Moreover, I’m not sure I wanted to do so.

Frankly I felt a bit queer about the episode.

It’s not that I mind touting Baker City; I do that often.

But it’s one thing to, for instance, regale a hiking enthusiast with the wonders of spending a couple days on the Elkhorn Crest Trail, and quite a different matter to possibly influence a couple making such a momentous decision as where they might spend a couple hundred thousand dollars.

Not to mention possibly the rest of their lives.

I don’t like that kind of pressure.

What I do like is a spirited discussion, and that’s pretty much what we had.

A few times I felt as though I was, in a sense, defending Baker City.

The caller said he was disappointed in the dilapidated appearance of some homes he had seen during one of their several visits.

I allowed as how we have some properties that deserve to be branded as eyesores. But I suggested that every town does, and that I don’t believe Baker City’s examples represent an epidemic of ugly. 

The caller also expressed concern about how the city deals with dogs that roam the streets, citing the tragic death last September of 5-year-old Jordan Ryan.

I told the man that I walk in town quite often and, although I’m occasionally incensed by an unattended dog nipping at my heels, I don’t believe Baker City has a “dog problem” that significantly mars the quality of life.

I also pointed out that the pit bull that killed Jordan wasn’t running loose, but in its owner’s yard.

It became obvious to me that the man’s overriding fear isn’t that Baker City residents don’t cut their grass or paint their siding often enough, or that they don’t make sure their dogs stay in their yards, but that these matters might be symptoms of a bigger problem, that being a culture of illegal drug use.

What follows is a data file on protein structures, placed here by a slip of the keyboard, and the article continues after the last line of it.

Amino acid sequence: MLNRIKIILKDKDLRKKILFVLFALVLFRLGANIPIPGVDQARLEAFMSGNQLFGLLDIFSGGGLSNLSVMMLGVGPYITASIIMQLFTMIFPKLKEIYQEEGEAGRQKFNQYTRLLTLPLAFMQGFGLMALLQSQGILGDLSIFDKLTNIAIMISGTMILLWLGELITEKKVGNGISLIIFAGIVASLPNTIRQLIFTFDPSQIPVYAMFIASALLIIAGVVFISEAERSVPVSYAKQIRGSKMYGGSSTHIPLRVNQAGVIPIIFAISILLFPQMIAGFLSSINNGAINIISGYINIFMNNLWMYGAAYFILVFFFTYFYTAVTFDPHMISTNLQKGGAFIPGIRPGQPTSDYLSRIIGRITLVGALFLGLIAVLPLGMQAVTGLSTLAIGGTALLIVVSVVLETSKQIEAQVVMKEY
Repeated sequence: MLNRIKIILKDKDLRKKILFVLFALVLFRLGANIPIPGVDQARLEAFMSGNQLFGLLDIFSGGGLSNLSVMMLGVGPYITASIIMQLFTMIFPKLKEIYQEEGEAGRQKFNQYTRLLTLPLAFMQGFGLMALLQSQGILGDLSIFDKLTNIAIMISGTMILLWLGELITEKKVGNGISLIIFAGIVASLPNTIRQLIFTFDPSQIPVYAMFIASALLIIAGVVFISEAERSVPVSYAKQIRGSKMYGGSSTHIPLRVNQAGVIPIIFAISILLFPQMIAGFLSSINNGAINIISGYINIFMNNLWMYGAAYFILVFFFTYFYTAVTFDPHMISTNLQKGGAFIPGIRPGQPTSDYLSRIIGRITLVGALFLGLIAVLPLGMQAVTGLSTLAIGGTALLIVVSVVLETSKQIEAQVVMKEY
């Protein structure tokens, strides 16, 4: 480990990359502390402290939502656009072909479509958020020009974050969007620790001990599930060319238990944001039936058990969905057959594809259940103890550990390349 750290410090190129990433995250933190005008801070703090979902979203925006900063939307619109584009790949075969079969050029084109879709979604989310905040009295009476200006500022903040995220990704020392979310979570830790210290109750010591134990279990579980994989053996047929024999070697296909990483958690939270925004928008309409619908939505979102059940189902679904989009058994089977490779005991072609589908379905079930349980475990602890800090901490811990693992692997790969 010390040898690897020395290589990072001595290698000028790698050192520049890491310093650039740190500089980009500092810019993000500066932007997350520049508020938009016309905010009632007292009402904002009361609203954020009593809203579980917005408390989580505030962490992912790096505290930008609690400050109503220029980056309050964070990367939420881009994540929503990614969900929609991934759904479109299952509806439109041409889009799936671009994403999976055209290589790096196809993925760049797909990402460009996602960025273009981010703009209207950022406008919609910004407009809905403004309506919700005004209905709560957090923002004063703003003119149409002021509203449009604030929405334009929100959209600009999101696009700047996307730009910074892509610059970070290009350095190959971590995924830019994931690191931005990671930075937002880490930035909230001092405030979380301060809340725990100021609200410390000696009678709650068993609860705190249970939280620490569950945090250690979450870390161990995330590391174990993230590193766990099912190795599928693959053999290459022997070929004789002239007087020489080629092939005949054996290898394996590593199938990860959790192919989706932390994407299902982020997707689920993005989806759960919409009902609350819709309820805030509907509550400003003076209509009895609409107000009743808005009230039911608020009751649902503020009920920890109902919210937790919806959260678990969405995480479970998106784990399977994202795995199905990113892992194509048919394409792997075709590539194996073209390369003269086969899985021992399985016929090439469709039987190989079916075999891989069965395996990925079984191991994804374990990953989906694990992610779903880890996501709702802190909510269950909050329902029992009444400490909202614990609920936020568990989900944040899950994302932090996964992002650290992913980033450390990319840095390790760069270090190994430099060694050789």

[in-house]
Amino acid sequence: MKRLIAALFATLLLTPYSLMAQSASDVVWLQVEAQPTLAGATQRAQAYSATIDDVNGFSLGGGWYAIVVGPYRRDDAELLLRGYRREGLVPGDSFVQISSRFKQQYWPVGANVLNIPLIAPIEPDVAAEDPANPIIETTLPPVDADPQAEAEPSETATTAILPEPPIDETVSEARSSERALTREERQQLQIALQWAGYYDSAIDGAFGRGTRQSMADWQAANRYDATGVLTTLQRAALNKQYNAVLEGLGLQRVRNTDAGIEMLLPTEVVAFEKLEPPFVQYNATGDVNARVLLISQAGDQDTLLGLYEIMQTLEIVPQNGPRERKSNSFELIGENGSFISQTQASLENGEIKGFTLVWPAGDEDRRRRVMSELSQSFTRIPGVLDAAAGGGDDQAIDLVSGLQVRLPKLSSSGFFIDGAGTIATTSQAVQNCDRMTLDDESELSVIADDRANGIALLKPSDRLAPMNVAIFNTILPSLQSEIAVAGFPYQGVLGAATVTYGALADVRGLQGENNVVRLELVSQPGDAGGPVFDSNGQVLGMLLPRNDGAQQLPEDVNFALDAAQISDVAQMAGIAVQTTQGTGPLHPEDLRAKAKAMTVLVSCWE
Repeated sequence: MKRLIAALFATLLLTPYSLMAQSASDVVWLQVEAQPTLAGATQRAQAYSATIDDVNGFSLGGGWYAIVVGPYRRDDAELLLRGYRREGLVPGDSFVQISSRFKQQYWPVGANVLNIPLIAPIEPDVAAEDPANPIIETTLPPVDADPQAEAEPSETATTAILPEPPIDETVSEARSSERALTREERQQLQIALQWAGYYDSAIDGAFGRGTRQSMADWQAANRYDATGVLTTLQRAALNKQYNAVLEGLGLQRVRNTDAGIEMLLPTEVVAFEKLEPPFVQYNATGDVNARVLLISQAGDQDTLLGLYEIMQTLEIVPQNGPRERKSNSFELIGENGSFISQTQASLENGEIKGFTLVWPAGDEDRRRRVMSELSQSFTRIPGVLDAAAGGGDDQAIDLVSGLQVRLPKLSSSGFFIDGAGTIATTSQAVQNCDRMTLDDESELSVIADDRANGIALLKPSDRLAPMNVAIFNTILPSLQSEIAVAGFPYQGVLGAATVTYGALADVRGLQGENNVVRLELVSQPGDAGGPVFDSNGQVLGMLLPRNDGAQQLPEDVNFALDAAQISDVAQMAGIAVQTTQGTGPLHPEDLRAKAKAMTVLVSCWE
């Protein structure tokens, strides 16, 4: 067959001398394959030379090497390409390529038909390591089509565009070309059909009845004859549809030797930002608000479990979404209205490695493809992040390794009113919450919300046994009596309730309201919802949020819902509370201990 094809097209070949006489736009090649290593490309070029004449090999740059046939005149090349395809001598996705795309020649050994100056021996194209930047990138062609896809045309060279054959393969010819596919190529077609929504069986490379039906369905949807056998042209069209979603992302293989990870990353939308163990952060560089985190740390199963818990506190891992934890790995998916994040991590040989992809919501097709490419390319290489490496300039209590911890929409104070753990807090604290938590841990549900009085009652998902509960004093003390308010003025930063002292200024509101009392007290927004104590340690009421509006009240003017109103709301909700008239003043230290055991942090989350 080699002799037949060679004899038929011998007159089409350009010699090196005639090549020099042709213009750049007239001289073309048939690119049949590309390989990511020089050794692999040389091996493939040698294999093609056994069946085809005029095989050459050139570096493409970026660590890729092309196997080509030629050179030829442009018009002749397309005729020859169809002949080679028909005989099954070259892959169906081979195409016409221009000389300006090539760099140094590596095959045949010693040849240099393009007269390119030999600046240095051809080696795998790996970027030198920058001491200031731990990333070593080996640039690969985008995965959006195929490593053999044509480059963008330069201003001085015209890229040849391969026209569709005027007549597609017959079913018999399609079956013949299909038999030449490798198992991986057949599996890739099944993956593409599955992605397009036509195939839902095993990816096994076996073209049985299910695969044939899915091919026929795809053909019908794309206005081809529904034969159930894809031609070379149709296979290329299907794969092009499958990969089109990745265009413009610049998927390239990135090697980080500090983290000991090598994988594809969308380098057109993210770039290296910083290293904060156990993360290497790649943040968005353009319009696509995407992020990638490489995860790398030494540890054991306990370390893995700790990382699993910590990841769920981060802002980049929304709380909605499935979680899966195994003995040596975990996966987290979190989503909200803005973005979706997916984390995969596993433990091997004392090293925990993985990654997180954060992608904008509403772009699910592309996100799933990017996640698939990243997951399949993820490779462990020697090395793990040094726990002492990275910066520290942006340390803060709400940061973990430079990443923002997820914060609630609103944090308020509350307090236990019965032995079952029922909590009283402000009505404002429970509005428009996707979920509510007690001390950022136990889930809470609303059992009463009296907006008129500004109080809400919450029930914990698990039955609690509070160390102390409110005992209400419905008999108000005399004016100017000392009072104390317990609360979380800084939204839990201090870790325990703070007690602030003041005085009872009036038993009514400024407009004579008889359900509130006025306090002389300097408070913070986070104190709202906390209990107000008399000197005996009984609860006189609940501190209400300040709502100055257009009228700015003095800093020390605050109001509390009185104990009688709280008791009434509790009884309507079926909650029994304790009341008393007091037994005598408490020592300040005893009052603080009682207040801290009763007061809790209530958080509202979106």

On that score I felt confident in telling that man that I believe his concern, though of course understandable, almost certainly is exaggerated.

Drugs often cause problems, of course, but most frequently the victims, it seems to me, are the drug users and their families.

This is a terrible thing, to be sure.

Yet there is a substantial difference between drugs wrecking a person or a family, and drugs fouling an entire city with their attendant crimes of theft and abuse and a general disdain for social responsibility.

If anything, I told the caller, Baker City’s atmosphere has improved over the past decade or so, largely because meth labs are far less common than they used to be.

I told the caller that the attractive attributes he mentioned — the friendly people he and his wife have met in restaurants and motels and retail stores — are the genuine article rather than the veneer of warmth typical of towns which cater primarily to tourists.

Basically I told him what I believe, which is that Baker City, though hardly perfect, pretty much is the pleasant place he and his wife hope it to be.

Jayson Jacoby is editor 
of the Baker City Herald.